The Pro AV industry is loaded with talented people, and at SCN, we're proud to celebrate the achievements of the newest members of our Hall of Fame.
Hailey Klein may have never discovered the AV industry if things had worked out with Black’s Greenhouse and Nursery.
It’s not that she had issues with mulch or was reprimanded for a lack of sprinkler etiquette. As part of a five-month independent study project for her bachelor’s degree, she promoted an art show, complete with local artists and other vendors, to drum up some publicity for the Minnesota-based nursery. It was her first real-world experience in marketing—and it was a success.
Fast-forward after graduation: Klein was in an unfulfilling sales role when she was contacted by Andris Straumanis, her advisor and an associate professor at the University of Wisconsin River Falls, who had lined up the nursery project. Turns out he had also taught Kelly Perkins, an AV industry veteran who was working at Vaddio at the time and needed some help for her marketing team.
When she started, Klein knew almost nothing about the AV world. She recalled walking into the warehouse and seeing the company’s videoconferencing cameras for the first time. “That’s what we sell?” she asked.
Since then, of course, Klein has become a lot more tech savvy, though she continues to be impressed with pro AV. “It’s such a welcoming industry, and the technology we get to play with is the coolest,” Klein said. “It’s technology—it’s not going anywhere. And I really get to experience some jaw-dropping moments.”
Klein has fond memories of her almost five-year run at Vaddio, including almost two years as director of marketing and communications. “We just had the best team,” she said. “We were excited to go to work. It was such a great way to enter the industry, such a great company. I’ve got nothing but great things to say about it.”
Not only was Klein part of the company’s launch of its first USB cameras, but she was thrust into a more serious role during the company’s sale to Milestone. She had to adjust to more corporate, less creative responsibilities. “It became a lot about data and analytics,” she recalled, “but I think it was a good pivot in my career.”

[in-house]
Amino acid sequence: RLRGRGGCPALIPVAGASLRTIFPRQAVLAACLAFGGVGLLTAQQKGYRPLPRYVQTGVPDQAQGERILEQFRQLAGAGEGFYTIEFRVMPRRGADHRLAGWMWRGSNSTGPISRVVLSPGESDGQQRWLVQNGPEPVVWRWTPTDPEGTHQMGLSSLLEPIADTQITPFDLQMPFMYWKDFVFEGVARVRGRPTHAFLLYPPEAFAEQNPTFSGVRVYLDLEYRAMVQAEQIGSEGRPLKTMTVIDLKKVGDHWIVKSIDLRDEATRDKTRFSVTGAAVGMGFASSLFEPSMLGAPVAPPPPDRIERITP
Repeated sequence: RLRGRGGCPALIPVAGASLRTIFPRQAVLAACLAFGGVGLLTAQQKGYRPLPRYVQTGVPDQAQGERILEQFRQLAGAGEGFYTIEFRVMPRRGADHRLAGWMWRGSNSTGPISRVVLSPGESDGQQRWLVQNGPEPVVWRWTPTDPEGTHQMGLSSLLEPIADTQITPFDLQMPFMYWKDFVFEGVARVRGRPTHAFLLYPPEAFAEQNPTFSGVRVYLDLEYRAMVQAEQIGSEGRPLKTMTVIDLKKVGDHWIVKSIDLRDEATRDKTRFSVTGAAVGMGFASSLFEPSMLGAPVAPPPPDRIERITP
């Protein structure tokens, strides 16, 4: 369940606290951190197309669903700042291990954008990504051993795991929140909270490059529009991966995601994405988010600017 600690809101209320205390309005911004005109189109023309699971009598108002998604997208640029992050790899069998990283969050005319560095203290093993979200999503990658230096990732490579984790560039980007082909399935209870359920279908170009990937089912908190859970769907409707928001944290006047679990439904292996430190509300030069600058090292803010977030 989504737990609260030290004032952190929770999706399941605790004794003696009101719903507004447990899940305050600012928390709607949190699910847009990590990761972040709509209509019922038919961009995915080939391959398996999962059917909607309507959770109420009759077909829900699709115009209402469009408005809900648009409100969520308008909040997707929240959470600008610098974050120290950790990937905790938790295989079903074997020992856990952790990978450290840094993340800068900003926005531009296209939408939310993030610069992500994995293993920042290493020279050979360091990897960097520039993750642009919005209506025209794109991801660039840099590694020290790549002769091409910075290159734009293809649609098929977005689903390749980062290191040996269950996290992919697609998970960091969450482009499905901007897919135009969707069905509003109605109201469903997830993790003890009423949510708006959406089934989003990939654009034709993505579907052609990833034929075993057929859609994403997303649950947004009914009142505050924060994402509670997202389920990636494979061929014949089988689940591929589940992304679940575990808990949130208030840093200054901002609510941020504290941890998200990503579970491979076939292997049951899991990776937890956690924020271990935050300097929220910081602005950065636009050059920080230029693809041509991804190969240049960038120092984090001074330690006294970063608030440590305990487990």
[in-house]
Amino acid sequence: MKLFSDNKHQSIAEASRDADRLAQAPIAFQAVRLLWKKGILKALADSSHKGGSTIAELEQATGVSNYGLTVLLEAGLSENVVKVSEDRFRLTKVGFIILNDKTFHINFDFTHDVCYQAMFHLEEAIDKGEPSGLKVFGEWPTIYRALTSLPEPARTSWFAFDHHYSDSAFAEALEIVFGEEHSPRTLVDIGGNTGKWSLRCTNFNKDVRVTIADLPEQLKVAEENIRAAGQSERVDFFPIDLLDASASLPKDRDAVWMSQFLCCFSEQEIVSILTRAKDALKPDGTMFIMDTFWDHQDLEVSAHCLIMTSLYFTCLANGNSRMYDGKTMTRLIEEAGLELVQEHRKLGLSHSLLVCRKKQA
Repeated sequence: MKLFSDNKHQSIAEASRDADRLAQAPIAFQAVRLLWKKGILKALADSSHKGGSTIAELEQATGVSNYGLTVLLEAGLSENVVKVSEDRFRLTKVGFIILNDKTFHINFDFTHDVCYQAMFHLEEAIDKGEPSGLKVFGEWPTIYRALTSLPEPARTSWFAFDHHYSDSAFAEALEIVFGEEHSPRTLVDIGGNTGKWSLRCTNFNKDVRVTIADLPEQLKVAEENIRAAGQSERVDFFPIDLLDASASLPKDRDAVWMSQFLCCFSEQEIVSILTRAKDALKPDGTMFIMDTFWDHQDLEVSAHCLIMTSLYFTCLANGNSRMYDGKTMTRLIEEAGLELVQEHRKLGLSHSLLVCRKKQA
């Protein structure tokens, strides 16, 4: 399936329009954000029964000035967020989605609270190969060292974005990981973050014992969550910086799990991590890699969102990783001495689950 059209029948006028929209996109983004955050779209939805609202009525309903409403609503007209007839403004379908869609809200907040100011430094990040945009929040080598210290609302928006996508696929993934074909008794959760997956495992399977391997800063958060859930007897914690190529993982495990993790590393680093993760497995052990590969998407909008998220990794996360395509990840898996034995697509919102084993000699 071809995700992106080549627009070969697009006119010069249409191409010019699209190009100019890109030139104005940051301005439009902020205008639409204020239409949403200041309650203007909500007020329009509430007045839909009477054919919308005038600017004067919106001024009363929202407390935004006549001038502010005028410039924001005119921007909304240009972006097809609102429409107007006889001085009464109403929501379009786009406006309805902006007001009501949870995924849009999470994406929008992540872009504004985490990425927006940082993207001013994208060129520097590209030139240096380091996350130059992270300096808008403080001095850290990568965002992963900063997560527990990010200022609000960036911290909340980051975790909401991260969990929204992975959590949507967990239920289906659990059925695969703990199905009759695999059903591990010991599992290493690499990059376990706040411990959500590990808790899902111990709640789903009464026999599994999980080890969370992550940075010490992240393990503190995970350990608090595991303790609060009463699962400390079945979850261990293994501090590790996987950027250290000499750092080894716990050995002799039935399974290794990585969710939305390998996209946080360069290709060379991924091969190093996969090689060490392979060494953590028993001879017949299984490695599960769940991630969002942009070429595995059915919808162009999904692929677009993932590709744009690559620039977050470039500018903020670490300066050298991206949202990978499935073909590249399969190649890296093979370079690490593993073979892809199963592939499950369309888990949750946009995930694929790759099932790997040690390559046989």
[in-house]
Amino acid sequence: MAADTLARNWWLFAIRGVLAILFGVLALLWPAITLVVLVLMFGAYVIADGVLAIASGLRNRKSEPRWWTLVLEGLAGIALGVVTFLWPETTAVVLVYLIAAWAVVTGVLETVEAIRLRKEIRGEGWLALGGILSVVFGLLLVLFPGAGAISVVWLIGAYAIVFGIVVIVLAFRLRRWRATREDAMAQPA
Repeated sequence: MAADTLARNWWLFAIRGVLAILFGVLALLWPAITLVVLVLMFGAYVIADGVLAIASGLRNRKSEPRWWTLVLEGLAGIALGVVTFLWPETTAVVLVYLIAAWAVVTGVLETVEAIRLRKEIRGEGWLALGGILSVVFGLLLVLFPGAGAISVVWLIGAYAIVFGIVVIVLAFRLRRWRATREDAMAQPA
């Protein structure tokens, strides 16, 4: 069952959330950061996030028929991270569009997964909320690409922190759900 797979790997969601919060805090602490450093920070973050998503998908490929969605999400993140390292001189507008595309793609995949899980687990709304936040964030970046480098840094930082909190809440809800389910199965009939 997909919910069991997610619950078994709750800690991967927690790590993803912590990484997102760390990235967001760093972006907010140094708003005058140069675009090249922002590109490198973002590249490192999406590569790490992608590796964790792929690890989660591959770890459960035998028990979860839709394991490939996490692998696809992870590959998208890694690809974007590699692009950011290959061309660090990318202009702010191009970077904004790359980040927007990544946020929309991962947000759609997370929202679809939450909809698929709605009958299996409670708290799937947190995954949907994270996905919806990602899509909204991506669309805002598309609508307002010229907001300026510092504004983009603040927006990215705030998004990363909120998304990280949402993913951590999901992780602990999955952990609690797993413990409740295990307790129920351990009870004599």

That pivot eventually led to PSNI, an exclusive network alliance of elite AV integrators that works closely with a network of manufacturers, distributors, and service providers. When she started as director of marketing and communications, PSNI was a “30-year-old industry secret,” supporting fewer than three dozen integrators, also known as certified solution providers (CSPs). A year later, PSNI’s executive director, Chris Miller, made the decision to go international and announce the change at InfoComm 2017.
With a small team, Klein has led the effort to overhaul the organization’s messaging. “PSNI’s history in North America was heavily focused solely on its own integrators and preferred vendor partners,” she explained. “After going global, we had the opportunity to offer something more than ever before. We were always speaking to manufacturers and integrators, but now we were adding an end user audience. We started to shift our tone from what we have to why we have it. With 30 years of innovation behind us, we knew we were built for such a strong purpose.
“Built for you is our ethos. PSNI Global Alliance is everything you—whether you’re an integrator, manufacturer, or end user—need to communicate, collaborate, and inspire anywhere. That’s the problem that we’re solving. Whether a project takes you between floors or across borders, The Alliance is built to tackle that need.”
The organization remains selective; a very small percentage of integrators are accepted as CSPs. “Putting your business into someone else’s hands is a big deal,” Klein explained. “We make sure we get the right companies in our organization, and then establish a set of processes through unique PSNI-certifications to maintain quality. Everyone is brought in for a specific reason.”
Implementing the new marketing strategy has been a “cool, fun new challenge” for Klein—and another success. In less than five years, the PSNI Global Alliance has grown to more than 90 CSPs, including more than 50 offices throughout the EMEA region, 49 throughout APAC, and 120+ at its roots in US/LATAM, while working with 25 preferred vendor partners (PVPs). The Alliance has documented more than 900 projects completed together in both service and integration in 2021.
“The power of an alliance is that we can do more together than a single integrator can on its own,” she said. “Now, our goal is to be the number one global solutions provider in our industry. We are an alliance and proud of it.”